MY DEAR OLD JOE AND HARMONY,--The baby is here and is the great American Giantess--weighing 7 3/4 pounds. We had to wait a good long time for her, but she was full compensation when she did come.

The Modoc was delighted with it, and gave it her doll at once. There is nothing selfish about the Modoc. She is fascinated with the new baby. The Modoc rips and tears around out doors, most of the time, and consequently is as hard as a pine knot and as brown as an Indian. She is bosom friend to all the ducks, chickens, turkeys and guinea hens on the place. Yesterday as she marched along the winding path that leads up the hill through the red clover beds to the summer-house, there was a long procession of these fowls stringing contentedly after her, led by a stately rooster who can look over the Modoc's head. The devotion of these vassals has been purchased with daily largess of Indian meal, and so the Modoc, attended by her bodyguard, moves in state wherever she goes.

Susie Crane has built the loveliest study for me, you ever saw. It is octagonal, with a peaked roof, each octagon filled with a spacious window, and it sits perched in complete isolation on top of an elevation that commands leagues of valley and city and retreating ranges of distant blue hills. It is a cosy nest, with just room in it for a sofa and a table and three or four chairs--and when the storms sweep down the remote valley and the lightning flashes above the hills beyond, and the rain beats upon the roof over my head, imagine the luxury of it! It stands 500 feet above the valley and 2 1/2 miles from it.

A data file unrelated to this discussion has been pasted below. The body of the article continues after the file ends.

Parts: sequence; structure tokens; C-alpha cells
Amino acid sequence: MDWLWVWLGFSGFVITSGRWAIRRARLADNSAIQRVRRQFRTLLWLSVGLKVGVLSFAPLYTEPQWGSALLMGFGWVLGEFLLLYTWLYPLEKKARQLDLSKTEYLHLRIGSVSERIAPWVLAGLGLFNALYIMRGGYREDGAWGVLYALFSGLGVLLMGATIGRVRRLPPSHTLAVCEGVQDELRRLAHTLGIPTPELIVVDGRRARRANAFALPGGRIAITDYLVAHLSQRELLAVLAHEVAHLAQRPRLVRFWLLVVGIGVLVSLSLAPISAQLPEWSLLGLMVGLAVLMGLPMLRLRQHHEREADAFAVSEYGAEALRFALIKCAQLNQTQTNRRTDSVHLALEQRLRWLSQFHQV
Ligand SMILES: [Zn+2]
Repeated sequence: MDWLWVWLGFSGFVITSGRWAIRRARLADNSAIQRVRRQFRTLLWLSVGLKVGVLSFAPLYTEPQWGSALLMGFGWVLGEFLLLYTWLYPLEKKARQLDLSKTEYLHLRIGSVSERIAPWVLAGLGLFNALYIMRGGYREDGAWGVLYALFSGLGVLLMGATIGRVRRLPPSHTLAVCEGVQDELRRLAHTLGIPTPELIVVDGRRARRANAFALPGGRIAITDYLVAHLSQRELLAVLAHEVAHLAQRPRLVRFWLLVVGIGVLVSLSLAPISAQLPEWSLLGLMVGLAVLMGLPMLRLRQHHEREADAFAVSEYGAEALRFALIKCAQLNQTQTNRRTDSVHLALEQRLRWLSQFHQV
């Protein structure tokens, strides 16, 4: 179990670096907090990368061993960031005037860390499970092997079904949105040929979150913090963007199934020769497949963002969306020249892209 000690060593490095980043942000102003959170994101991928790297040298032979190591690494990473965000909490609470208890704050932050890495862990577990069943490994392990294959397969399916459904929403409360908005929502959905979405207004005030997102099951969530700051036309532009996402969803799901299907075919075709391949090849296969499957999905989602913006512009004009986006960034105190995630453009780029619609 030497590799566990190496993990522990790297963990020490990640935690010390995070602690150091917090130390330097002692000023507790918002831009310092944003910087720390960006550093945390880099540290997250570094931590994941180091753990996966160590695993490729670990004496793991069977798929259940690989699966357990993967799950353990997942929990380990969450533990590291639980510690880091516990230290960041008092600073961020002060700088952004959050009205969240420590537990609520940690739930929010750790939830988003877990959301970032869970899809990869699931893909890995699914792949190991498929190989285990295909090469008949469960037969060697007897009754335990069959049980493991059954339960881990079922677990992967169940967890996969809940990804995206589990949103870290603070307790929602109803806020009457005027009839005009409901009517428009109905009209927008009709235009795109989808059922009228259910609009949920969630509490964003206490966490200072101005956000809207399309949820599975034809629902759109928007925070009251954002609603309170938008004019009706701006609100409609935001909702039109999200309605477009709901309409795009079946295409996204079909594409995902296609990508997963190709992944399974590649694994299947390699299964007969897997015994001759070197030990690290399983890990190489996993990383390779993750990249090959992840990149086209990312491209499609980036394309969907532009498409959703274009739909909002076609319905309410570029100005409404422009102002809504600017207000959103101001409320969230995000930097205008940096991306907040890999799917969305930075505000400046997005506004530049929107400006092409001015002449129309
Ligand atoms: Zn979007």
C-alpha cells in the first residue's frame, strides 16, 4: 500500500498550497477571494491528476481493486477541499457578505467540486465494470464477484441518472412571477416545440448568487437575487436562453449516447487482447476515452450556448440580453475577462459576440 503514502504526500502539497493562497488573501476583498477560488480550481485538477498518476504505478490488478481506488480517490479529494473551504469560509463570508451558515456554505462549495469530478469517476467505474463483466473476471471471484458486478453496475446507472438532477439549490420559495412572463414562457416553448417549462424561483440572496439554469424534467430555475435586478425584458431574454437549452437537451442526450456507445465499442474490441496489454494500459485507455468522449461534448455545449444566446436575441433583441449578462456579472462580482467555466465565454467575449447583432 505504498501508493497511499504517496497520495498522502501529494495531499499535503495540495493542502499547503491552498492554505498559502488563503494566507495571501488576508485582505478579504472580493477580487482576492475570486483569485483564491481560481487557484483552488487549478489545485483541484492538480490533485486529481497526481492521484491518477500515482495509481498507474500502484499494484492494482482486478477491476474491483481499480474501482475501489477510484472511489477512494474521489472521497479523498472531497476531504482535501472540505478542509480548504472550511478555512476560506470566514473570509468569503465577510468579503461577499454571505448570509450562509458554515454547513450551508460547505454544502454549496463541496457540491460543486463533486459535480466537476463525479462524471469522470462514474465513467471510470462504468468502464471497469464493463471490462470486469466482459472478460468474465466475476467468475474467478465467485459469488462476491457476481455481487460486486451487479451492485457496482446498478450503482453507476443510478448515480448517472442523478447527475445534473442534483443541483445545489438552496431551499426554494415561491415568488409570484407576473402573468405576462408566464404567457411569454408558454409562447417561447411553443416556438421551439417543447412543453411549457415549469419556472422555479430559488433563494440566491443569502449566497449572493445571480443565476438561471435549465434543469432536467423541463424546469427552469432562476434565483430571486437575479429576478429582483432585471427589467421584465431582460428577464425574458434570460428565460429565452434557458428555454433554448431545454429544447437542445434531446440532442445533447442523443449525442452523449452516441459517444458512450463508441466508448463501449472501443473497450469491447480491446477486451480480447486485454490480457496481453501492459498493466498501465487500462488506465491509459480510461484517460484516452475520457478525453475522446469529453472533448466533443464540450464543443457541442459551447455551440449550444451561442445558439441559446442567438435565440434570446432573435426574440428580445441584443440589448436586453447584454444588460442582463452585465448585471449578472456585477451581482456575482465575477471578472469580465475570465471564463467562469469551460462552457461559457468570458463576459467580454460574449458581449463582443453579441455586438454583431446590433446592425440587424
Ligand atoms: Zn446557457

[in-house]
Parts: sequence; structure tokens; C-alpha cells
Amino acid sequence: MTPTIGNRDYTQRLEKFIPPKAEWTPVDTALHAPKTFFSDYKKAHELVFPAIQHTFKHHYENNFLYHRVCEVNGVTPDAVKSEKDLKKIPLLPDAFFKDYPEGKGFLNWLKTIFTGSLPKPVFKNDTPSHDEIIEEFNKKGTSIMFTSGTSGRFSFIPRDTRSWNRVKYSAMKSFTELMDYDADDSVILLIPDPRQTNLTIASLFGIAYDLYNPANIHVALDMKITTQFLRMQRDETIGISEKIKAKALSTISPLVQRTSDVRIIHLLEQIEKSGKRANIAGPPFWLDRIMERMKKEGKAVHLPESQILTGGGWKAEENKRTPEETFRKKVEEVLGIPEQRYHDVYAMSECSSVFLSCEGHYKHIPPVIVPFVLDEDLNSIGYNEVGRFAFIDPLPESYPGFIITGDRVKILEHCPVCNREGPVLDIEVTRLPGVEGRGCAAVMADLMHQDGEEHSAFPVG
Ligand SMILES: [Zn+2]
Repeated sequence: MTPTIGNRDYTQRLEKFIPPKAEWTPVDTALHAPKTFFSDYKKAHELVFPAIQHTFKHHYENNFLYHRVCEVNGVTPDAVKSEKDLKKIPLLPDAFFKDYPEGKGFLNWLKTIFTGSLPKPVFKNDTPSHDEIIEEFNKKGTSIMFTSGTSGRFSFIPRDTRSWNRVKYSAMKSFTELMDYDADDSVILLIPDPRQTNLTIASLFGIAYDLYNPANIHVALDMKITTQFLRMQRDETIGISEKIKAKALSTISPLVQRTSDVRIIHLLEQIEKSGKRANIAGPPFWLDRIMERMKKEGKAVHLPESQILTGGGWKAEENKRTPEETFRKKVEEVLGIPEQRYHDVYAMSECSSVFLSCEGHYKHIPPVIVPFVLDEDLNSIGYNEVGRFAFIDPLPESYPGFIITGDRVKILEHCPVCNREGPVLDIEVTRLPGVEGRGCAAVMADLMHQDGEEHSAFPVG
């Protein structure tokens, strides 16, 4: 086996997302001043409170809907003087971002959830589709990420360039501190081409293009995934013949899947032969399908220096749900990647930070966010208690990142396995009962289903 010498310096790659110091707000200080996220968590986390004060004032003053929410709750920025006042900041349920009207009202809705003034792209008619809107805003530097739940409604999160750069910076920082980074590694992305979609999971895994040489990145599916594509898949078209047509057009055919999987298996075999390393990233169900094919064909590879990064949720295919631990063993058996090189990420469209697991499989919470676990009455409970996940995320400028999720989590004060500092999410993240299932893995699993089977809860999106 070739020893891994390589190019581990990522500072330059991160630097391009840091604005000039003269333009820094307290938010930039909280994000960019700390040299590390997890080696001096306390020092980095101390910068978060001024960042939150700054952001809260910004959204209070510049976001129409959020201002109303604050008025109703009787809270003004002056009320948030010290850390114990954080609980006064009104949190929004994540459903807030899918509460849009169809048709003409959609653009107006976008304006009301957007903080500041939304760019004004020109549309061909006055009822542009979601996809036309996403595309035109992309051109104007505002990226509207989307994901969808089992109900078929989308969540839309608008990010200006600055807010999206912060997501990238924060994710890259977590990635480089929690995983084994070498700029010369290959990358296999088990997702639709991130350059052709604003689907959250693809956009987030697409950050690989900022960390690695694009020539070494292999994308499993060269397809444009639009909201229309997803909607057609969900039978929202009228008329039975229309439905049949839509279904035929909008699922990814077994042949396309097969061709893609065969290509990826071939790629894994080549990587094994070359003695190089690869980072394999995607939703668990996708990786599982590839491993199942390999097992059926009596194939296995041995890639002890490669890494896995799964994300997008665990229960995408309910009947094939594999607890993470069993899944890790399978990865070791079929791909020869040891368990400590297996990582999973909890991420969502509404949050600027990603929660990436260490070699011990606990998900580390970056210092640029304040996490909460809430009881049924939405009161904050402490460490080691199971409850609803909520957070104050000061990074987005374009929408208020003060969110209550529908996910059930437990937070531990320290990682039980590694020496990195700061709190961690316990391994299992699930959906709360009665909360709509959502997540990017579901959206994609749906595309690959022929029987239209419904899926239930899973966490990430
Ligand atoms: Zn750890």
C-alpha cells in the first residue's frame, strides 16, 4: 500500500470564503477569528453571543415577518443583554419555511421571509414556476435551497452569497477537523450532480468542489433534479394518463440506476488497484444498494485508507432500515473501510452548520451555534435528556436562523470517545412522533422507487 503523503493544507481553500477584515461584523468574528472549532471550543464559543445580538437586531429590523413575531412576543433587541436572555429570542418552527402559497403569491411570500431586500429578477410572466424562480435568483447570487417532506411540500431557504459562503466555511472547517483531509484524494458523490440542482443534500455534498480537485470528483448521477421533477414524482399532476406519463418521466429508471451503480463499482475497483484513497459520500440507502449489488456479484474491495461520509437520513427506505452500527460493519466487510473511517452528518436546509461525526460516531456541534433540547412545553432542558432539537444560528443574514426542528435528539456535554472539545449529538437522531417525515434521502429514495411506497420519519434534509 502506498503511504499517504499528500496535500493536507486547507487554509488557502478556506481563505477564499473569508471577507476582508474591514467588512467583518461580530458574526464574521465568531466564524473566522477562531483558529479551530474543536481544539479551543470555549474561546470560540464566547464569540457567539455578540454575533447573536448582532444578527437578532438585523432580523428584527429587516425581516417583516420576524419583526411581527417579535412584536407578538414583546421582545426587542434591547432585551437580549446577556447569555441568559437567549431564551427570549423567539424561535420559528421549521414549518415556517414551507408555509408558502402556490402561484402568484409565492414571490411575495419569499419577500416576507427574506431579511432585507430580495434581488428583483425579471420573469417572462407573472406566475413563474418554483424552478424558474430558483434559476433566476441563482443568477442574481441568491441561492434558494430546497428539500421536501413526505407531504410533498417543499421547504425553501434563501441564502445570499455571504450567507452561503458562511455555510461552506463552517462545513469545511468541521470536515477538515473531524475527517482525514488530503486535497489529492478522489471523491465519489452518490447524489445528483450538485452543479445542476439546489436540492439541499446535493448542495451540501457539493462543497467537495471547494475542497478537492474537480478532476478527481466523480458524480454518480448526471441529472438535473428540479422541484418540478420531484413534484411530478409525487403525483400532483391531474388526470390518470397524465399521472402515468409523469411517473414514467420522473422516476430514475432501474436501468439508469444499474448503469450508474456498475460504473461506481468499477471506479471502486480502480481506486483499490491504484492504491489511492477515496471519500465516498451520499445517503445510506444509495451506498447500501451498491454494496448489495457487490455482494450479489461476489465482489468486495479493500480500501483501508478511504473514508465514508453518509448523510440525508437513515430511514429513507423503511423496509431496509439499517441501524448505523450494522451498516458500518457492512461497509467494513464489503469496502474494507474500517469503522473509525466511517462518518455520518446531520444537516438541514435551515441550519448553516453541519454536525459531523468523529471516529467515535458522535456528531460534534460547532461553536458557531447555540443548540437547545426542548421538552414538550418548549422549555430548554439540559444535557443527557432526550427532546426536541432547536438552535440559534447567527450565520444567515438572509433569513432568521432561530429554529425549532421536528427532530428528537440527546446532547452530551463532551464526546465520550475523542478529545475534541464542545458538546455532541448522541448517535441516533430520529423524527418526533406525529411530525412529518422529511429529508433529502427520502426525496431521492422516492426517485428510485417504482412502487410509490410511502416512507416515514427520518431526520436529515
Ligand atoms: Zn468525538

However one must not write all day. We send continents of love to you and yours. Affectionately MARK.

We have mentioned before that Clemens had settled his mother and sister at Fredonia, New York, and when Mrs. Clemens was in condition to travel he concluded to pay them a visit.

It proved an unfortunate journey; the hot weather was hard on Mrs. Clemens, and harder still, perhaps, on Mark Twain's temper. At any period of his life a bore exasperated him, and in these earlier days he was far more likely to explode than in his mellower age. Remorse always followed--the price he paid was always costly. We cannot know now who was the unfortunate that invited the storm, but in the next letter we get the echoes of it and realize something of its damage.

To Mrs. Jane Clemens and Mrs. Moffett, in Fredonia:

ELMIRA, Aug. 15. MX DEAR MOTHER AND SISTER,--I came away from Fredonia ashamed of myself; --almost too much humiliated to hold up my head and say good-bye. For I began to comprehend how much harm my conduct might do you socially in your village. I would have gone to that detestable oyster-brained bore and apologized for my inexcusable rudeness to him, but that I was satisfied he was of too small a calibre to know how to receive an apology with magnanimity.

Pamela appalled me by saying people had hinted that they wished to visit Livy when she came, but that she had given them no encouragement. I feared that those people would merely comprehend that their courtesies were not wanted, and yet not know exactly why they were not wanted.

I came away feeling that in return for your constant and tireless efforts to secure our bodily comfort and make our visit enjoyable, I had basely repaid you by making you sad and sore-hearted and leaving you so. And the natural result has fallen to me likewise--for a guilty conscience has harassed me ever since, and I have not had one short quarter of an hour of peace to this moment.

You spoke of Middletown. Why not go there and live? Mr. Crane says it is only about a hundred miles this side of New York on the Erie road. The fact that one or two of you might prefer to live somewhere else is not a valid objection--there are no 4 people who would all choose the same place--so it will be vain to wait for the day when your tastes shall be a unit.

Mark Twain
Classic Literature Library

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